New types of motors for surgical robots use ceramics and plastics rather than metal components, so robots using these materials would not be affected by machines that emit magnetic waves, such as Magnetic Resonance Imaging (MRI) scanners.

As robots become cheaper and more capable and the costs of sensors and software that heighten their capability continue to fall, new medical applications are expanding.

The SRI-led Trauma Pod, developed for DARPA as a next-generation mobile robotic surgery platform for the military. Credit: SRI International via Wikimedia Commons

The SRI-led Trauma Pod, developed for DARPA as a next-generation mobile robotic surgery platform for the military. Credit: SRI International via Wikimedia Commons

Minimally invasive robot instruments can both look and feel for cancer deep within the body, using a combined ultrasound probe and pressure sensor array. The latest radiation oncology robotic surgery devices, systems and instruments manage cancer surgery through radiation excision that eliminates open cutting in the body. Meanwhile, advances in robot‑assisted hip replacement surgery assist surgeons in ensuring optimal alignment of artificial hip joints.

The next generation of robotic-assisted tools for surgeons includes advanced imaging and sensors to help doctors during operations. Researchers at Harvard are developing low‑cost, millimetre‑scale force sensors for robotic surgical tools, where size is the biggest challenge, with the aim of eventually providing surgical robots with a sense of “touch”.

Other innovations include robotic suturing, a robot‑guided laser bone‑cutting device which offers more precise cutting geometries, and miniature snake‑like robots only a few millimetres in diameter.

A team led by the Hong Kong Polytechnic University is developing what it describes as the world’s first internally motorized minimally invasive surgical robotic system, and successfully carried out trials on animals using the prototype in December 2015.

The system, called the Novel Surgical Robotic System (NSRS), can be inserted through a single, small incision or even a natural orifice (incision‑less) and expanded inside the human body to perform various surgical operations. The small arms and micro‑motors that control them are then able to work on the body without requiring a large external machine to drive the tools.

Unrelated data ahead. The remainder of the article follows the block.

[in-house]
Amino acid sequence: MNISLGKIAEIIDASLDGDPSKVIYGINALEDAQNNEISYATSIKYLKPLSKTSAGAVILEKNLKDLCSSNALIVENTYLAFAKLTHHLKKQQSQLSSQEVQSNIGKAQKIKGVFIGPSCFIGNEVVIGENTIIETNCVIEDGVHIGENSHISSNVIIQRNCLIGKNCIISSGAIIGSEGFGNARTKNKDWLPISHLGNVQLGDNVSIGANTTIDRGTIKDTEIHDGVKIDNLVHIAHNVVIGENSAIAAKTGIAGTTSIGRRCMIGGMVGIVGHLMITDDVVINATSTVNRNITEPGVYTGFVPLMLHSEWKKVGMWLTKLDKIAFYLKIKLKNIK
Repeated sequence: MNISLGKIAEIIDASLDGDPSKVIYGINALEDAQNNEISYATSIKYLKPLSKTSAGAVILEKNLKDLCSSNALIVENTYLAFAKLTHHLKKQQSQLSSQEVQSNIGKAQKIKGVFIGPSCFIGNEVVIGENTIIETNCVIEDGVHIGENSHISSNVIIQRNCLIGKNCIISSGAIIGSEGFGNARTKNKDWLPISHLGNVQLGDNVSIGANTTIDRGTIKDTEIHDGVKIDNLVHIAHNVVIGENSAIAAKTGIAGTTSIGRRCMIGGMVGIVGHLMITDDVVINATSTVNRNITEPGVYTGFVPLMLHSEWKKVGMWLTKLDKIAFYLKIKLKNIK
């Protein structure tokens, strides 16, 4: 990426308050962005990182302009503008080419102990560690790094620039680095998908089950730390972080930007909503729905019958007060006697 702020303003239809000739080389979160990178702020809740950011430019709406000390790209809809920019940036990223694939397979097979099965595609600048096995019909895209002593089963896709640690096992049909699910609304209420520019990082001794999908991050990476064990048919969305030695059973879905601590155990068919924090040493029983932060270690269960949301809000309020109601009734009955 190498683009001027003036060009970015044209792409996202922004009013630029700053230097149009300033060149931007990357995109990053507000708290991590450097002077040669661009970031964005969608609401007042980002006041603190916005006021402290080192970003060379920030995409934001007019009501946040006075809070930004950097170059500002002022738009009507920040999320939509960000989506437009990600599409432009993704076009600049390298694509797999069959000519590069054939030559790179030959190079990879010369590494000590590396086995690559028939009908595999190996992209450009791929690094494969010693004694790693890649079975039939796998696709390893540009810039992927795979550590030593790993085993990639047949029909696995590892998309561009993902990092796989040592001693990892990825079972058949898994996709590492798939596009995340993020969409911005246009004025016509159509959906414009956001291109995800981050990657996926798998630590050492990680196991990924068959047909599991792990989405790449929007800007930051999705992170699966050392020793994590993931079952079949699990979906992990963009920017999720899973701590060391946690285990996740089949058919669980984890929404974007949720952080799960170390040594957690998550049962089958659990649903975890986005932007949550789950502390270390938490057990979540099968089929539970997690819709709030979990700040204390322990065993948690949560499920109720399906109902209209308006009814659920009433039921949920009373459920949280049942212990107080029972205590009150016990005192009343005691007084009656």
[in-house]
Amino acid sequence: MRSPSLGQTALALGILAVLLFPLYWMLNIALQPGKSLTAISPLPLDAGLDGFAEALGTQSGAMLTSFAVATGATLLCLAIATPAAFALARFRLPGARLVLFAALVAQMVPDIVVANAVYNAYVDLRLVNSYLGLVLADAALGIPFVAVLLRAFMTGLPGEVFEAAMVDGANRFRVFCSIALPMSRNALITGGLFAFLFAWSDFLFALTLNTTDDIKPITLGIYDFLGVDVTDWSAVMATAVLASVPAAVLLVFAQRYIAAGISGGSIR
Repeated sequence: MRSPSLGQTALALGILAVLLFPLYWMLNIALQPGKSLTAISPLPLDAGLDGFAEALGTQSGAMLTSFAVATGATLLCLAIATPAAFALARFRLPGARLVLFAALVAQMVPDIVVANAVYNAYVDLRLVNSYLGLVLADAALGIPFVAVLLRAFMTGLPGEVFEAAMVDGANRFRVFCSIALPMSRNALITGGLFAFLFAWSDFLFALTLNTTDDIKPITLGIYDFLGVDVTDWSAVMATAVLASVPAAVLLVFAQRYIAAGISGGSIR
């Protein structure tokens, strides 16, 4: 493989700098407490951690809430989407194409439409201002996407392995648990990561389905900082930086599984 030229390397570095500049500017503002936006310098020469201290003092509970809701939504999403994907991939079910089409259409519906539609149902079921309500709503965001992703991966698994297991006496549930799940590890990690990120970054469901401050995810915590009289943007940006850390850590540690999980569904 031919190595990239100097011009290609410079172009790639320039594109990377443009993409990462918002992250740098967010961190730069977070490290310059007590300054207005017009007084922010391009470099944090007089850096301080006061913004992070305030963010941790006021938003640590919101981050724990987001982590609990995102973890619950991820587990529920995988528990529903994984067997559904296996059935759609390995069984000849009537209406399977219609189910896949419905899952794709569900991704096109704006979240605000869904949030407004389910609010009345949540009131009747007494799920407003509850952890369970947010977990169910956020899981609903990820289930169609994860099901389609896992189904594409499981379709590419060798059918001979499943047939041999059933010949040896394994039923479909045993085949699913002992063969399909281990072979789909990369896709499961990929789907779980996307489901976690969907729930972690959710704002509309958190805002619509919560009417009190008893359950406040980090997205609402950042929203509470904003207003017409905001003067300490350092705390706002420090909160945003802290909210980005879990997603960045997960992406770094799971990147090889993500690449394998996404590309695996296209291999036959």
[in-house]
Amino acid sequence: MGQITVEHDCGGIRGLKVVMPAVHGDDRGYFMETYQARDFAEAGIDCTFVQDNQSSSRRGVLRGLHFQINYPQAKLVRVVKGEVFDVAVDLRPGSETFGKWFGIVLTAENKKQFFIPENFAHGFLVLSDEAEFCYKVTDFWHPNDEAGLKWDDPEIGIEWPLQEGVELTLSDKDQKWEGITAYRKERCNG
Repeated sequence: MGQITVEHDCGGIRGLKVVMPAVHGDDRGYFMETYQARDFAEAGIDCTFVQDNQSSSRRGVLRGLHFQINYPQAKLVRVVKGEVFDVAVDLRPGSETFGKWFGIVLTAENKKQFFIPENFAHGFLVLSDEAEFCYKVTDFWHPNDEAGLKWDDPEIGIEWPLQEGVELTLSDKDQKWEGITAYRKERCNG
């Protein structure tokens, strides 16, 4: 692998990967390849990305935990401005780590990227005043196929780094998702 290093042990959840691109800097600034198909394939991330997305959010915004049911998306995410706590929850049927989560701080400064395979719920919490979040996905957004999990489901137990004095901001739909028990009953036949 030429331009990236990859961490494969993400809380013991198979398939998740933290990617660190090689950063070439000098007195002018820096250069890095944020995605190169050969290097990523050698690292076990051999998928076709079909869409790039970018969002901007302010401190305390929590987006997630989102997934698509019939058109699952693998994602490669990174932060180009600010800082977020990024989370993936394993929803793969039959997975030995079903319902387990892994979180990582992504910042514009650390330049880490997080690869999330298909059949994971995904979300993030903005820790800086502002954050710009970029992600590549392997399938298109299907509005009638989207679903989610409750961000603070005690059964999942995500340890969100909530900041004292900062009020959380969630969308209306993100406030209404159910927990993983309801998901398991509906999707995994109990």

The system is capable of haptic (tactile) feedback, allowing the surgeon operating it to feel the stiffness of tissues manipulated by the instruments, a feature not available on current major robotic surgical systems.

Dr Louis Phee of Singapore’s Nanyang Technological University foresees a time when customizable micro/nano self‑configurable robots will be used for screening, surgery and biopsies. Nano‑robots are robots the size of a cell that could be introduced in blood flow to eliminate cancer cells or for tissue repair, among other uses.

Nanotechnology, the manipulation of matter on atomic and molecular scales, is a rapidly growing technology, but one that is still, to a great extent, in a developmental phase. However, it is seen as having great potential in medical applications. IEC TC 113 prepares International Standards for nanotechnology.

Dr Phee argues that “the real challenge for the future of robotics in surgery (and perhaps for surgery in general) is to go beyond the mere imitation and substitution by a robot of conventional procedures and surgical gestures, and rather to explore completely novel procedures that are possible only by means of robotic/mechatronic tools together with human surgeons.”

Robot love

Medical robots have wider applications beyond just surgery. For instance, robotic arms provide rehabilitation therapy for patients recovering from strokes and other neurological disorders. Autonomous mobile robot fleets can serve as medical workhorses, travelling for miles along hospital corridors carrying medical supplies, patients’ meals and other goods.

With people around the world living longer, and rising healthcare costs for the elderly overtaking tax revenues in many developed countries, one solution being mooted is that “cyberconscious” robots could replace human caregivers. In this scenario, care‑giving robots would assist their elderly charges with everyday tasks and remind them to take their medication.

The latest research extends to whether robots could make stronger social and emotional connections with people. The next generation of home‑care robots, for instance, could use visual cues such as tears, audio signals such as extended silence or barely audible speech, and physiological signs such as lowered temperature and raised blood pressure to assess moods among the elderly and cheer them up during periods of unhappiness.